“These are quite extended districts over what we have traditionally had,” said Ms Hill Davidson.
“The way we conduct inspections has changed quite substantially. Knowing that we are not going to get huge numbers [of staff] back quickly, if ever, means we have to work smarter. That's in line with our whole ministry. We are working much more on prevention.”
She added: “Any time anybody leaves, the post is, for the most part, frozen for two years. People are working twice the work. The work hasn't stopped. In fact, the work is ever-increasing. Last year, we had the America's Cup. This year, we have got Zika and new smoking legislation just coming in. That's another demand on the inspectors' time.” Inspectors carry out unscheduled visits to daycare centres and preschools and fill in an evaluation/inspection report, grading each facility with a score out of 100.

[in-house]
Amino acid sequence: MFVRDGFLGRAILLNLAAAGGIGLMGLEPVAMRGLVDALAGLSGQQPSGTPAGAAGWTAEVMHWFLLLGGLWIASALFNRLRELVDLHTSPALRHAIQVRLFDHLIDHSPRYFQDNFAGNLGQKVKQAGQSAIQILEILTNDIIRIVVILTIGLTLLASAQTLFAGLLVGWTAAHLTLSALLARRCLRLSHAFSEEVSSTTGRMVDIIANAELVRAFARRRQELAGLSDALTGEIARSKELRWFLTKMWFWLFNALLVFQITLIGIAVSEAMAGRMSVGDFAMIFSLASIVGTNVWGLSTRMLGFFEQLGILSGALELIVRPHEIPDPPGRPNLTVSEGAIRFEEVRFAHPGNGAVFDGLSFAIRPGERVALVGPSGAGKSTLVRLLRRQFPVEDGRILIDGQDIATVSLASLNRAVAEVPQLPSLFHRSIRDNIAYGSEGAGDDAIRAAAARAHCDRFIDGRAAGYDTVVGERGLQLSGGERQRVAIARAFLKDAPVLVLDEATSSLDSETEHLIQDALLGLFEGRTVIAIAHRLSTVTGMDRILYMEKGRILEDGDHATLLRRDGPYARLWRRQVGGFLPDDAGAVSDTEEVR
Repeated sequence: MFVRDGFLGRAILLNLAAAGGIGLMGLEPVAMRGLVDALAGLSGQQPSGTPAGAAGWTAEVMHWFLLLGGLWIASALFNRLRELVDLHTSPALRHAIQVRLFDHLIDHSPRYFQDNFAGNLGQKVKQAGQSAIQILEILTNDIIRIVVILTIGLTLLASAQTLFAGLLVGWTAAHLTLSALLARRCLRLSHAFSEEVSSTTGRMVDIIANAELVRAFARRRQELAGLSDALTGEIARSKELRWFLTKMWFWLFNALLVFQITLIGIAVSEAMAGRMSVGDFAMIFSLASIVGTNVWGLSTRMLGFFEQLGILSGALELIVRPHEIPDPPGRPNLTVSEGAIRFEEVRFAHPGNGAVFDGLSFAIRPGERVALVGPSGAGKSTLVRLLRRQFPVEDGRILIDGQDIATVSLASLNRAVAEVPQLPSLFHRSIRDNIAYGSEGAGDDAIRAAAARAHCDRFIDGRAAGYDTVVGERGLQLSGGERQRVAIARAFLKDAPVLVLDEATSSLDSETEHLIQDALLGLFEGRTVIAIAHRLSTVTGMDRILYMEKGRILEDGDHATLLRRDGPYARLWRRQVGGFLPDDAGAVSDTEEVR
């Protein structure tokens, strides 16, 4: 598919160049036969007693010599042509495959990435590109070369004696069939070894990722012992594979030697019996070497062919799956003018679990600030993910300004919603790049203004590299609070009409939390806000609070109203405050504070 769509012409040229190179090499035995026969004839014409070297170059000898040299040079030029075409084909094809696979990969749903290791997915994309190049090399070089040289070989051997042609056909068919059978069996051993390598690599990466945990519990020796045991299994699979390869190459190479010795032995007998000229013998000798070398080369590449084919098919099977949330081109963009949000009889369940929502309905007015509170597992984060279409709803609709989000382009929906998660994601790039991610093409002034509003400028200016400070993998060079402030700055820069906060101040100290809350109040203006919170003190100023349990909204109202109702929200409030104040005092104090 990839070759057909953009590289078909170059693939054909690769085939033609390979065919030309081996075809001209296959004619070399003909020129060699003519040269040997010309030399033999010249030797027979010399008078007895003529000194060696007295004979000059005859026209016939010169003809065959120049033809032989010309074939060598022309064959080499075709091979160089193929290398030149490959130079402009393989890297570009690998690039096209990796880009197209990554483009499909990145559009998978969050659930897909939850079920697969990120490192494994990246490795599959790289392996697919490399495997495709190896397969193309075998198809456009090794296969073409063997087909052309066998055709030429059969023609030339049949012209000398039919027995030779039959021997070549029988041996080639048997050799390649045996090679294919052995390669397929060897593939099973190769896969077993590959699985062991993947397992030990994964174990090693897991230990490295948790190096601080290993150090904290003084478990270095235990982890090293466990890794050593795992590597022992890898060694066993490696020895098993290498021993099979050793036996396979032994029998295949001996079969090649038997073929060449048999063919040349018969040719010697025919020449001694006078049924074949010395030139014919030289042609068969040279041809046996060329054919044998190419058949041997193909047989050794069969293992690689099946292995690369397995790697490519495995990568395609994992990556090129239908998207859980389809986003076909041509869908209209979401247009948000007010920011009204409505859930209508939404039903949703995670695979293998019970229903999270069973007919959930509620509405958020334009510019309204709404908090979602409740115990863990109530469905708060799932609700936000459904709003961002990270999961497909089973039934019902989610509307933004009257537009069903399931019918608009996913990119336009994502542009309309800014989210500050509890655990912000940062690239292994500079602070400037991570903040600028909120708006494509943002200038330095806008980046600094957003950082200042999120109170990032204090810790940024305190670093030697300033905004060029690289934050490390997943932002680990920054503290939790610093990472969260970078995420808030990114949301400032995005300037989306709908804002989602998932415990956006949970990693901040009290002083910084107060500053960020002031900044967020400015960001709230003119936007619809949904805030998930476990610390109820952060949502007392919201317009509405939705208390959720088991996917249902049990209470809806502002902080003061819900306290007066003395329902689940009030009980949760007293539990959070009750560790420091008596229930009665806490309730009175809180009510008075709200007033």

They have a 44-point checklist to tick off, taking in factors such as student to staff ratios, cleanliness, the safety of equipment and the number of staff trained in life-saving techniques.
Mr Kendall said daycare centres and preschools receiving a score of 69 or below would be likely to receive formal correspondence regarding the improvements they needed to make.
“If there was a critical infraction, it would be dealt with,” he said. “In the most extreme cases, we could close a premises.”
Ms Hill Davidson added: “Obviously, we can refuse a licence or take a licence away.”
She said inspectors were trained and ensured any “real problems” were dealt with swiftly, though follow-ups to their site visits to ensure compliance might not be formally recorded.